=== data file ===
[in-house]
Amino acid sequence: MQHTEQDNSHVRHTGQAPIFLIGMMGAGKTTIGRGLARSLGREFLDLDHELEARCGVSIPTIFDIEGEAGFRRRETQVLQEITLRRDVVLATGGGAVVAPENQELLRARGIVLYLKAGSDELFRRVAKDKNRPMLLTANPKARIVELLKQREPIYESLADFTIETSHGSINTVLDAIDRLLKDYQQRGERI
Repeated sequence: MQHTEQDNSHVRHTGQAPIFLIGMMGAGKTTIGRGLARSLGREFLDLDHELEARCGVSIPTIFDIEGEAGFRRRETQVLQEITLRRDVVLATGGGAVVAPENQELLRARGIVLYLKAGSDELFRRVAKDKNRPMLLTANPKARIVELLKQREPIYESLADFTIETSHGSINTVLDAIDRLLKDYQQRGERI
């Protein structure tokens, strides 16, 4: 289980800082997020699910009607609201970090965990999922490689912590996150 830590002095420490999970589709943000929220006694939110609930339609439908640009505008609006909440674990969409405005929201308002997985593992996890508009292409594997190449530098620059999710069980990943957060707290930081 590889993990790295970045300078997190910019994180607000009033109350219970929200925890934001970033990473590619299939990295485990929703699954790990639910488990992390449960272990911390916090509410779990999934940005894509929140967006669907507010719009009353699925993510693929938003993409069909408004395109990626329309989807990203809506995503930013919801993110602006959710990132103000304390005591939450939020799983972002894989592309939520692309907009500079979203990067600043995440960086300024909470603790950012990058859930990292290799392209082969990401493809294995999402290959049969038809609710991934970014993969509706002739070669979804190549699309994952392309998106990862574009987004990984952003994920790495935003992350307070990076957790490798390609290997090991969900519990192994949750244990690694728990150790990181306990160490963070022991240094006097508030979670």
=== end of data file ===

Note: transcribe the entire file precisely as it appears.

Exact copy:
[in-house]
Amino acid sequence: MQHTEQDNSHVRHTGQAPIFLIGMMGAGKTTIGRGLARSLGREFLDLDHELEARCGVSIPTIFDIEGEAGFRRRETQVLQEITLRRDVVLATGGGAVVAPENQELLRARGIVLYLKAGSDELFRRVAKDKNRPMLLTANPKARIVELLKQREPIYESLADFTIETSHGSINTVLDAIDRLLKDYQQRGERI
Repeated sequence: MQHTEQDNSHVRHTGQAPIFLIGMMGAGKTTIGRGLARSLGREFLDLDHELEARCGVSIPTIFDIEGEAGFRRRETQVLQEITLRRDVVLATGGGAVVAPENQELLRARGIVLYLKAGSDELFRRVAKDKNRPMLLTANPKARIVELLKQREPIYESLADFTIETSHGSINTVLDAIDRLLKDYQQRGERI
């Protein structure tokens, strides 16, 4: 289980800082997020699910009607609201970090965990999922490689912590996150 830590002095420490999970589709943000929220006694939110609930339609439908640009505008609006909440674990969409405005929201308002997985593992996890508009292409594997190449530098620059999710069980990943957060707290930081 590889993990790295970045300078997190910019994180607000009033109350219970929200925890934001970033990473590619299939990295485990929703699954790990639910488990992390449960272990911390916090509410779990999934940005894509929140967006669907507010719009009353699925993510693929938003993409069909408004395109990626329309989807990203809506995503930013919801993110602006959710990132103000304390005591939450939020799983972002894989592309939520692309907009500079979203990067600043995440960086300024909470603790950012990058859930990292290799392209082969990401493809294995999402290959049969038809609710991934970014993969509706002739070669979804190549699309994952392309998106990862574009987004990984952003994920790495935003992350307070990076957790490798390609290997090991969900519990192994949750244990690694728990150790990181306990160490963070022991240094006097508030979670």